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I wasn't intending for a metaphor of "biomimicry" vs "modernist".

(Claim 1) Wings can't work in space because there's no air. The lack of air is a fundamental reason for why no wing design, no matter how clever it is, will ever solve space travel. 

If TurnTrout is right, then the equivalent statement is something like (Claim 2) "reward functions can't solve alignment because alignment isn't maximizing a mathematical function."

The difference between Claim 1 and Claim 2 is that we have a proof of Claim 1, and therefore don't bother debating it anymore, while with Claim 2 we only have an arbitrarily long list of examples for why reward functions can be gamed, exploited, or otherwise fail in spectacular ways, but no general proof yet for why reward functions will never work, so we keep arguing about a Sufficiently Smart Reward Function That Definitely Won't Blow up as if that is a thing that can be found if we try hard enough.

As of right now, I view "shard theory" sort of like a high-level discussion of chemical propulsion without the designs for a rocket or a gun. I see the novelty of it, but I don't understand how you would build a device that can use it. Until someone can propose actual designs for hardware or software that would implement "shard theory" concepts without just becoming an obfuscated reward function prone to the same failure modes as everything else, it's not incredibly useful to me. However, I think it's worth engaging with the idea because if correct then other research directions might be a dead-end.

Does that help explain what I was trying to do with the metaphor?

To some extent, I think it's easy to pooh-pooh finding a flapping wing design (not maximally flappy, merely way better than the best birds) when you're not proposing a specific design for building a flying machine that can go to space. Not in the tone of "how dare you not talk about specifics," but more like "I bet this chemical propulsion direction would have to look more like birds when you get down to brass tacks."

James Mickens is writing comedy. He worked in distributed systems. A "distributed system" is another way to say "a scenario in which you absolutely will have to use software to deal with your broken hardware". I can 100% guarantee that this was written with his tongue in his cheek.

The modern world is built on software that works around HW failures. 

  • You likely have ECC ram in your computer.
  • There are checksums along every type of data transfer (Ethernet frame check sequences, IP header checksums, UDP datagram checksums, ICMP checksums, eMMC checksums, cryptographic auth for tokens or certificates, etc).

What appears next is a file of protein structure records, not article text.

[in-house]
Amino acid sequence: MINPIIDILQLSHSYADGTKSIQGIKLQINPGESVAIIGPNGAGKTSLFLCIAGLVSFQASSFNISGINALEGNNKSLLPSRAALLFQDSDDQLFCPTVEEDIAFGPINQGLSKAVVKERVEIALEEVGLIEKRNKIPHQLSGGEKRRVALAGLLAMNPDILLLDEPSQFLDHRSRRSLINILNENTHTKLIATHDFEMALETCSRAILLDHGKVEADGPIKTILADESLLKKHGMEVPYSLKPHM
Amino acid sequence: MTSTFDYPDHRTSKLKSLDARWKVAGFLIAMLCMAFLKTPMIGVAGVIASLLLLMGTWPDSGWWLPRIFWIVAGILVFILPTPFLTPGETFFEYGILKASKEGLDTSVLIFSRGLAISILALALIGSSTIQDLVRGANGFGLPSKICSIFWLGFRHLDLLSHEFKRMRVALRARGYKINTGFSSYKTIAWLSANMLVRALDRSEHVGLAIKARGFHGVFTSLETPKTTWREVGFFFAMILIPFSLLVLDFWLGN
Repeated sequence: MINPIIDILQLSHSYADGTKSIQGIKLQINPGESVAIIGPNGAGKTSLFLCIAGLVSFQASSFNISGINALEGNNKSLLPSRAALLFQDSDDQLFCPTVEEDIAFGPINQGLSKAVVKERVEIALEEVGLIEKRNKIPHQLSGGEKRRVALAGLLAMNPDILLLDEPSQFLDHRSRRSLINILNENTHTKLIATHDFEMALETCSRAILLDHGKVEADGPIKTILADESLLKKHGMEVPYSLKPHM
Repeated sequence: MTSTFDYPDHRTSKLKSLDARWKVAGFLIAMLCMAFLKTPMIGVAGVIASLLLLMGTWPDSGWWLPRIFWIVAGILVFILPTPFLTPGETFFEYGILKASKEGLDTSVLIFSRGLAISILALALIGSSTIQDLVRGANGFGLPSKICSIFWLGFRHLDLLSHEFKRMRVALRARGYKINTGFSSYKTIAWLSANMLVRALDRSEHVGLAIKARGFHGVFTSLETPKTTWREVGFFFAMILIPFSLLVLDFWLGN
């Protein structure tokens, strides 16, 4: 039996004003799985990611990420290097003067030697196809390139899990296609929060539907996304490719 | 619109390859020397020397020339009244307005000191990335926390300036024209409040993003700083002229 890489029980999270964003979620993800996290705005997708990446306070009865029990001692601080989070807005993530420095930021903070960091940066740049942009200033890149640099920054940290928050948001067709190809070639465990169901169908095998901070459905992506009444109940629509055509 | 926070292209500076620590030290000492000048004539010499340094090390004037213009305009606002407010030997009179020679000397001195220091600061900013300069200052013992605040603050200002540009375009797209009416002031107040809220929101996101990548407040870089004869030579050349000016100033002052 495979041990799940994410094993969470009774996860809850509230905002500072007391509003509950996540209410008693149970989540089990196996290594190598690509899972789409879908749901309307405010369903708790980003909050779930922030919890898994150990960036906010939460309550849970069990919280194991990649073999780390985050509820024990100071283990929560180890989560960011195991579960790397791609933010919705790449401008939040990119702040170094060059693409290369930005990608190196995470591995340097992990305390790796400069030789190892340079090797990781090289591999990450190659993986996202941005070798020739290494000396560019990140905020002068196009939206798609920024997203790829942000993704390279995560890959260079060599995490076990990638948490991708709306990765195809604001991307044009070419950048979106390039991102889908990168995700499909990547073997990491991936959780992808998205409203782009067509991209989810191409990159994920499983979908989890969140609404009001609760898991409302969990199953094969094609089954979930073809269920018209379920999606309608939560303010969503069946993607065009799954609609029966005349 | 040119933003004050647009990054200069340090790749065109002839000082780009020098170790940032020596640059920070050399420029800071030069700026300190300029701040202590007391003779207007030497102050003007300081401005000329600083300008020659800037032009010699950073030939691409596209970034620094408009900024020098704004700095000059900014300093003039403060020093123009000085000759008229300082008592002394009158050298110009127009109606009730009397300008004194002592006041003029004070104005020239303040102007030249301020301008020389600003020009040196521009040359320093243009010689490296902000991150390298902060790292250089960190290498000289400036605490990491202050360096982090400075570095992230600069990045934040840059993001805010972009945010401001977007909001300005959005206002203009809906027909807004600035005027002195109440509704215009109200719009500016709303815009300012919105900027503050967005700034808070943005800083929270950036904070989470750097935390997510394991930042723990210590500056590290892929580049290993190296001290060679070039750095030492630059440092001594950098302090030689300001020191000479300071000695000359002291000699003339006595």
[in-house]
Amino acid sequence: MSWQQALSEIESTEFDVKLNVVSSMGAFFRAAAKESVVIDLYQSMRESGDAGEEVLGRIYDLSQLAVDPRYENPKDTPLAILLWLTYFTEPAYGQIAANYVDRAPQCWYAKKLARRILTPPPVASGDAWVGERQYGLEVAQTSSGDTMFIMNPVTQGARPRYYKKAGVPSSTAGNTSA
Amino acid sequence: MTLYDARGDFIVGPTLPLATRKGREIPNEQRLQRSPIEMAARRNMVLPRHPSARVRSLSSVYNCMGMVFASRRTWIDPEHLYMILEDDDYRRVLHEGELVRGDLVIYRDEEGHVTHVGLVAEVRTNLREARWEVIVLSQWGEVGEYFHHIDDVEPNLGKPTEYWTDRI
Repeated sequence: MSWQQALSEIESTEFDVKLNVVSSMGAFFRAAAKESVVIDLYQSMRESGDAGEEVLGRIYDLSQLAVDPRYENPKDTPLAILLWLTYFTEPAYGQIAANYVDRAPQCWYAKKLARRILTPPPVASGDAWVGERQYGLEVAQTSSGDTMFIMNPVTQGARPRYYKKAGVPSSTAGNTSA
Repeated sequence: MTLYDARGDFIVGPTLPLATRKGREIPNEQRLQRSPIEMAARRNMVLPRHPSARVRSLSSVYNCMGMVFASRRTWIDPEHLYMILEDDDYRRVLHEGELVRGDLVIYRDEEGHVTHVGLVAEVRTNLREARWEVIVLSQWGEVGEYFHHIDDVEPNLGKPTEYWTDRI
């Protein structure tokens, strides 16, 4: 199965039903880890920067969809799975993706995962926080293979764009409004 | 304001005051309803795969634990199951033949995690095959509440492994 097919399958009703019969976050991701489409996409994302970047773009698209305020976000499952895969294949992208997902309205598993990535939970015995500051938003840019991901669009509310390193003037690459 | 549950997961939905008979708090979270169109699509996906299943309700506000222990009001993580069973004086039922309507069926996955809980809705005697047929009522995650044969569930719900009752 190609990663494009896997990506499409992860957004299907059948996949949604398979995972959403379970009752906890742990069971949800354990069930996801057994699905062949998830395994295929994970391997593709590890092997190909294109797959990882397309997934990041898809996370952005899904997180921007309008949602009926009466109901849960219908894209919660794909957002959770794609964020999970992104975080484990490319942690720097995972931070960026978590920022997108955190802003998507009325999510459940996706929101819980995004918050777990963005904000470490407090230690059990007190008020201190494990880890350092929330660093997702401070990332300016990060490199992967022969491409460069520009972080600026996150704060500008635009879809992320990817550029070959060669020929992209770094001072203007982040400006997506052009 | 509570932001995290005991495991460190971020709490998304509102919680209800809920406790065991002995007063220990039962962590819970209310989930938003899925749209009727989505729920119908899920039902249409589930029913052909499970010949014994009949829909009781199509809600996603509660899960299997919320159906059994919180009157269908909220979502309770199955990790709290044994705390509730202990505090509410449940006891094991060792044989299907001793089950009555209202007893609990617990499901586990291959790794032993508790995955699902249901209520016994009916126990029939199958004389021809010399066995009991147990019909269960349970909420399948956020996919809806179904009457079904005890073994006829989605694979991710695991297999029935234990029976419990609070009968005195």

• An individual SSD or HDD have algorithms for detecting and working around failed blocks / sectors in HW.
  • There are fully redundant processors in safety-critical applications using techniques like active-standby, active-active, or some manner of voting for fault tolerance. 
  • In anything that involves HW sensors, there's algorithms like an extended Kalman filter for combining the sensor readings to a single consistent view of reality, and stapled to that are algorithms for determining when sensors are invalid because they've railed high, railed low, or otherwise failed in a manner that SW can detect.
  • Your phone's WiFi works because the algorithm used for the radio is constantly working around dropouts and reconnecting to new sources as needed.
  • We can read this post because it's sent using TCP and is automatically retransmitted as many times as needed until it's been ACK'd successfully.
  • We can play multiplayer video games because they implement eventually consistent protocols on top of UDP. 
  • Almost all computer applications implement some form of error handling + retry logic for pretty much anything involving I/O (file operations, network operations, user input) because sometimes things fail, and almost always, retrying the thing that failed will work.
  • Large data centers have hundreds of thousands of SSDs and they are constantly failing -- why doesn't Google fall over? Because SW + HW algorithms like RAID compensate for drives dying all of the time.

If we use one AI to oversee another AI, and something goes wrong, that’s not a recoverable error; we’re using AI assistance in the first place because we can’t notice the relevant problems without it. If two AIs debate each other in hopes of generating a good plan for a human, and something goes wrong, that’s not a recoverable error; it’s the AIs themselves which we depend on to notice problems. If we use one maybe-somewhat-aligned AI to build another, and something goes wrong, that’s not a recoverable error; if we had better ways to detect misalignment in the child we’d already have used them on the parent.